Scientists aren’t known for playing well with others. After all, their world is set up to reward individual accomplishments through journal publications, professorships and grants.
“[Researchers] need each other in a way they haven’t before to share samples and the infrastructure to handle that data and compute that data,” Mangravite said.
Sage Bionetworks is a Seattle-based nonprofit launched in 2009 that brings researchers and data together, advancing understanding about diseases and life sciences, hopefully speeding up the pace of discovery.
The organization facilitates crowd-sourced analysis of projects and data to find new ways to look at information. They’re building communities of researchers focused on difficult problems, including Alzheimer’s Disease. And they’re working on tools to help scientists better communicate with people participating in their studies.
A big motivator for teamwork is when scientists exhaust what they’re able to do on their own or small groups. Sometimes an entire area of research just stalls out, Mangravite says.
“In general, we see that researchers are open to trying these collaborative approaches when they are hitting against a difficult barrier in their research as a field,” Mangravite said. “That means they just can’t get past it using traditional means.”
With a bachelor’s degree in physics and a Ph.D. in pharmaceutical chemistry, Mangravite said she was frustrated by her colleagues’ reticence to collaborate and glad to find a solution in Sage Bionetworks.
A key to the group’s success was the decision to make it a nonprofit, Mangravite said.
The scientists “need to trust us,” she said. Two researchers might object to exchanging resources directly, but will share through a neutral, third-party system. “We play that role of not competing with researchers to do the research, but providing them a safe infrastructure where they can interact with each other.”
We caught up with Mangravite for this Working Geek, a regular GeekWire feature. Continue reading for her answers to our questionnaire.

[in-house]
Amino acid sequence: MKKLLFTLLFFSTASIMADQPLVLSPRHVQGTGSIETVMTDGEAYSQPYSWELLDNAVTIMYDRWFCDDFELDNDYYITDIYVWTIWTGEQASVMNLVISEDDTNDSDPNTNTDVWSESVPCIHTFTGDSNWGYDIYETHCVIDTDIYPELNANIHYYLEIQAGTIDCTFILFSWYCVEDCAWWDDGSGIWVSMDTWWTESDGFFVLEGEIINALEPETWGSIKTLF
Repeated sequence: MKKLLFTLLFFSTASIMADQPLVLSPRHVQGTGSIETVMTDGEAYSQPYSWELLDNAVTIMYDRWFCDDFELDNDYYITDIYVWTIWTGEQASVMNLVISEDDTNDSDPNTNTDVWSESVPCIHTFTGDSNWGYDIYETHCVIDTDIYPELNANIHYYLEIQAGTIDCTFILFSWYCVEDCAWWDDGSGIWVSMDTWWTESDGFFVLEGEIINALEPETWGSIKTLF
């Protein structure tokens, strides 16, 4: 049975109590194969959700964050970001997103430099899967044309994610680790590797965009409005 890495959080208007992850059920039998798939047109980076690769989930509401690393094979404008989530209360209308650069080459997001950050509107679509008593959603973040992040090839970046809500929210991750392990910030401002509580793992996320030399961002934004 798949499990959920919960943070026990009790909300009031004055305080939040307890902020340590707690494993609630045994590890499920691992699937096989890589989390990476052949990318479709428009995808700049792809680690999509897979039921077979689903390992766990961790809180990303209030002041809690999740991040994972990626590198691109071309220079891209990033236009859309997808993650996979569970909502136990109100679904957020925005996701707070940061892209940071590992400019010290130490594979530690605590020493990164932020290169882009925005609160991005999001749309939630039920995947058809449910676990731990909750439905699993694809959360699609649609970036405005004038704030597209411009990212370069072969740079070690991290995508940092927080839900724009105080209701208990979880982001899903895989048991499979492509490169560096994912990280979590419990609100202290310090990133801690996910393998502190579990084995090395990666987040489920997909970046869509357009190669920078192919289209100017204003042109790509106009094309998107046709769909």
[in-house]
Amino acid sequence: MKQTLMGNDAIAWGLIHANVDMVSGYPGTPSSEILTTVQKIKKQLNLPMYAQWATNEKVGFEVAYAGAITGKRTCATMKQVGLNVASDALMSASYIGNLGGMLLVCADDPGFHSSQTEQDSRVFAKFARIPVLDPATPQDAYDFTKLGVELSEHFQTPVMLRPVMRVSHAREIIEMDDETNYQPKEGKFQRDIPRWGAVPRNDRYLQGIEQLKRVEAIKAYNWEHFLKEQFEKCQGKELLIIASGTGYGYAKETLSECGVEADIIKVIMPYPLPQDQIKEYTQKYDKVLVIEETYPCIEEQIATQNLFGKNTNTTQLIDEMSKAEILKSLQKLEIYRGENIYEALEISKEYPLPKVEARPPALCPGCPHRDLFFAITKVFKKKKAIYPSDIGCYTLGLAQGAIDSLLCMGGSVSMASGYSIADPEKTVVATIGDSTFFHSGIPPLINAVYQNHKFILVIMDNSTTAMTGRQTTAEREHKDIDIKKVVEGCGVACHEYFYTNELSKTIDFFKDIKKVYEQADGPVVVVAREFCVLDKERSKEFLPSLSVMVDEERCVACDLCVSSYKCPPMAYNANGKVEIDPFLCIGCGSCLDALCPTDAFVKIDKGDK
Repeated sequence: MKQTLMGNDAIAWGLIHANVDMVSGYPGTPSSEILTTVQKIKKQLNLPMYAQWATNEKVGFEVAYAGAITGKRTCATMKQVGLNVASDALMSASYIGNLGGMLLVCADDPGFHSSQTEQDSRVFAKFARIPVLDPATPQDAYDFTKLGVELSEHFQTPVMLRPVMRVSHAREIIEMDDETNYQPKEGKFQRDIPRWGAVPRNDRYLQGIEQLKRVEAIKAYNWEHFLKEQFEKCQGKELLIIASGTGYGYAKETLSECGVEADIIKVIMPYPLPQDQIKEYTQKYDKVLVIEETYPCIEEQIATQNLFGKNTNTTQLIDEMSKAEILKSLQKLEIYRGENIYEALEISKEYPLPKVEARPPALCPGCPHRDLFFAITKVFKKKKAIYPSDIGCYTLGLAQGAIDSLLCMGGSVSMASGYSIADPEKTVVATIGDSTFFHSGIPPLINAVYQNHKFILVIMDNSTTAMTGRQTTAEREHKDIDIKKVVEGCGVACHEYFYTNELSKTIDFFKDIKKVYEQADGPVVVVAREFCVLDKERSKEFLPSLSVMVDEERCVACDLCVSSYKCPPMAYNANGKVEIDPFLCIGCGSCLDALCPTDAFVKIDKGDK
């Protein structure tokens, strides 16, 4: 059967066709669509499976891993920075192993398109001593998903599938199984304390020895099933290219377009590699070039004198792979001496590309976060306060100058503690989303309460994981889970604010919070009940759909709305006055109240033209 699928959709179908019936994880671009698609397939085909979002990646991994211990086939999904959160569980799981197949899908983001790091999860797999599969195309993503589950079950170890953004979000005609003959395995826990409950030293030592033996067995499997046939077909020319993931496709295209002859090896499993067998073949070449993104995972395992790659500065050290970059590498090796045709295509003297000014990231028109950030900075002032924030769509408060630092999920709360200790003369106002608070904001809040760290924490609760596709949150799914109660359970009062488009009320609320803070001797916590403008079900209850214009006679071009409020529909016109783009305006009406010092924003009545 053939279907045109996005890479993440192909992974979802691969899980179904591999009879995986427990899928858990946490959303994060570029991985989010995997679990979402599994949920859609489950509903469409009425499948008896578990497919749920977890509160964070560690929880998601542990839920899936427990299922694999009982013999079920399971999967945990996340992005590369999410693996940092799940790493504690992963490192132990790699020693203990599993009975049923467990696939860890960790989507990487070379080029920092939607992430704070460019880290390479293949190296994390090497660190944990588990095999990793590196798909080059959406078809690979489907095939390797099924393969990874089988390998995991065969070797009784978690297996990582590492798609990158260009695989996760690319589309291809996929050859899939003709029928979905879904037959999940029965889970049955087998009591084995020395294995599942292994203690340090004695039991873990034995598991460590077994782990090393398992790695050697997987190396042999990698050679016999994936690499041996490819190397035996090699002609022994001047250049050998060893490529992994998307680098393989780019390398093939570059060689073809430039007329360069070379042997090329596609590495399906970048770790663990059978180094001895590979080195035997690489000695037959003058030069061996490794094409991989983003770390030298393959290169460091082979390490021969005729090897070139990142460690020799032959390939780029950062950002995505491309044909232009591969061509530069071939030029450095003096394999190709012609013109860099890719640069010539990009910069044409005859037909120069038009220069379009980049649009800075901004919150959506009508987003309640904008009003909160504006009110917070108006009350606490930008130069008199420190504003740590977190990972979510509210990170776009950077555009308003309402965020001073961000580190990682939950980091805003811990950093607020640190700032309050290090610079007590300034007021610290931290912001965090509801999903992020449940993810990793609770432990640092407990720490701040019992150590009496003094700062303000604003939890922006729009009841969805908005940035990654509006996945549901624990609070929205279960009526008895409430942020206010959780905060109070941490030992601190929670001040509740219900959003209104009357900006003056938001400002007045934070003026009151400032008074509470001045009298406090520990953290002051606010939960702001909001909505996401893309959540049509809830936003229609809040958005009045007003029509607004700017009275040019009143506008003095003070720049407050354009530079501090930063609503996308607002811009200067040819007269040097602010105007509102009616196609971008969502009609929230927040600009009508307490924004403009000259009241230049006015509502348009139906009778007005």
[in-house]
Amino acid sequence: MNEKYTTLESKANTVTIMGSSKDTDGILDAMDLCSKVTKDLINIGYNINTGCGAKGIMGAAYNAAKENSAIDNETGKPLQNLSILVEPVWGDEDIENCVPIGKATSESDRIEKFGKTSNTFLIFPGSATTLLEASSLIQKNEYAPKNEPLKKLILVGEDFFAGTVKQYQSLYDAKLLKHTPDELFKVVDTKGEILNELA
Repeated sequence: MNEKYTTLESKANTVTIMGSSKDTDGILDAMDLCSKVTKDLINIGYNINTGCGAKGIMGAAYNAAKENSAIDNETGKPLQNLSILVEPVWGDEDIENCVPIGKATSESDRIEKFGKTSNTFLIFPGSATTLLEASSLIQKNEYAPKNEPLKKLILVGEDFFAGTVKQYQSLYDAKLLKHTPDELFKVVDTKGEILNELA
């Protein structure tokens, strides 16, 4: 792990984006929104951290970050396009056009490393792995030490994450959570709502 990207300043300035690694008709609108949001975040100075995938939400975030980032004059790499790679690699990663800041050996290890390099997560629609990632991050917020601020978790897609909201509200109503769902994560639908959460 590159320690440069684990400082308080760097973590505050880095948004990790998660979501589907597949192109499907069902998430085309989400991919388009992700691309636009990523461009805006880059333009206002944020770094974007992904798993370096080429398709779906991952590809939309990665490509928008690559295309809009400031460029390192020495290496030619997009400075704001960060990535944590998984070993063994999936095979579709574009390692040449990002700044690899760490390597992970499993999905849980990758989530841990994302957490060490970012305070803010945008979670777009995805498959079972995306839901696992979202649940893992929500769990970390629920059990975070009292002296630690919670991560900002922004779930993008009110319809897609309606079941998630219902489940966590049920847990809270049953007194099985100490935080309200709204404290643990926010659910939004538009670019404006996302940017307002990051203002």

Current location: Seattle, Washington
Computer types: MacBook Pro
Mobile devices: iPhone 7. When I find a spare moment, I’ll get around to an upgrade.
Favorite apps, cloud services and software tools: Evernote, AllTrails, and mPower, of course. We built mPower in 2015. It’s a mobile application to study Parkinson’s Disease that allows our participants to objectively collect data about their symptoms and treatments using the sensors in the smartphone. This helps us — and them — understand what it means to live with PD in the context of daily living outside of a clinical setting.
Describe your workspace. Why does it work for you? Our organization just stopped incubating — after nine years — and moved into our own brand new, freshly designed offices. I love it. Everyone has an office with a door that closes because we all value the importance of having a quiet place to think. But we also have lots of well-lit, open collaboration spaces so that we can also come together. My work can vary in task quite a bit from day to day. It’s wonderful to be able to choose the space that best serves each task.
Your best advice for managing everyday work and life? It’s easy to drift if you don’t constantly recalibrate your priorities.
Your preferred social network? How do you use it for business/work? I occasionally lurk on Twitter or LinkedIn to learn what others are up to.
Current number of unanswered emails in your inbox? 18, which is 18 too many.
Number of appointments/meetings on your calendar this week? 38
How do you run meetings? Set agenda beforehand. Run through agenda. Set actions. Leave.
Everyday work uniform? I wore dresses to school every day starting in the second grade, but I can’t do that anymore. It’s too cold in the office and it’s too hard to run after my 4-year-old son if we stop at the playground on the way home. So it’s pants these days.
How do you make time for family? With focused intention. And often at the expense of exercise.
Best stress reliever? How do you unplug? Working up a sweat always clears the mind.
What are you listening to? Podcasts all the way. Currently, focused on NPR’s “How I Built This.”
Daily reads? Favorite sites and newsletters? Nothing with any regularity.
Book on your nightstand (or e-reader)? “Fascism” by Madeleine Albright and “Alexander Hamilton” by Ron Chernow. As a scientist, I appreciate that government is a series of experiments. Some terrible and some beautiful.
Night owl or early riser? Recovering night owl.
Where do you get your best ideas? Talking out loud with a friend.
Whose work style would you want to learn more about or emulate? American chef Alice Waters.